A Brimful of Asha offers a hilarious take on marriage and tradition
Warm, humorous and thought-provoking, "A Brimful of Asha" brings audiences into the life of a traditional Indo-Canadian household, reflecting on the many challenges surrounding marriage.
Why Not Theatre performer Asha Jain and her real-life son, Ravi, embody the inter-generational clash experienced by many immigrant families across Canada. Their appearances are evident even at first glance: Asha wears a bright fuchsia traditional Indian dress, while Ravi appears onstage in a more Westernized shirt and blue jeans.
Their drama begins when Ravi’s parents announce that they will take him on a surprise trip back to India. Unbeknownst to Ravi, his parents are concocting the most outrageous plans to find him a proper Indian bride.
The Toronto-born Ravi prefers to take his time to meet someone on his own and get married. But Asha is convinced her 27-year-old son is already ripe for marriage, and that there isn't any more time to waste.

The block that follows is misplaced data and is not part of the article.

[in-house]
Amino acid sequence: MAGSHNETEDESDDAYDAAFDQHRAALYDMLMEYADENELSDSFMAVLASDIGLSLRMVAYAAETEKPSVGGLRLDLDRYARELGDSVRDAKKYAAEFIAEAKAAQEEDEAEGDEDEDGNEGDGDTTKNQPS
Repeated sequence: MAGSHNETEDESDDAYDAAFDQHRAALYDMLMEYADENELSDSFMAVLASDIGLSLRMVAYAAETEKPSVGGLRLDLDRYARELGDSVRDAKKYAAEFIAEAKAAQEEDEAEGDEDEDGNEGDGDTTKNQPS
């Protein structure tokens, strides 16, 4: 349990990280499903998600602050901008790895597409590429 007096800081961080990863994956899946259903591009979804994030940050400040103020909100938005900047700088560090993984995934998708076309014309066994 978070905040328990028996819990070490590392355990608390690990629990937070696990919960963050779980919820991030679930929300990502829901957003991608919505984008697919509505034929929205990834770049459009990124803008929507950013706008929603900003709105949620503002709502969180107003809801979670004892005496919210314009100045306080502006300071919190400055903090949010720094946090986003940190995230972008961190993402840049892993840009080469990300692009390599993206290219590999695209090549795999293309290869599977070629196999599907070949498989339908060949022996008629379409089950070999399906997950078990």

Asha vehemently believes her own life path is one that Ravi should follow. In her youth, Asha's widowed mother arranged for her to marry an Indian expat living in Toronto, and even though she had career plans, she quickly left India to start a new life in Canada. Her mother had found a suitable partner for her, and she accepted their choice.
Ravi wants his family to leave him alone, and suggests his mother to tell her relatives to mind their own business, but in India, marriage is a collective affair that involves even extended family members.
Suddenly, Ravi sees himself attending a series of family meetings, lavish dinners and dates with potential wives, all without his prior consent.
Ravi deals with it the best he can, but his parents put his devotion to test. Both Ravi and his parents admit feeling "stuck in between two cultures." Can they find a way to meet halfway?
Ravi and Asha Jain (who have been performing the show since 2010) deliver a delightful story with hilarious dialogue and story developments, keeping the audience on the edge of their seats. There is not a dull moment with these actors, and the 90 minutes in the play passes very quickly.
A Brimful of Asha is playing at the Arts Club Revue Stage in Granville Island until Feb 8 at 8:00, Sat 2 p.m. For more information, please visit Revue Stage's website.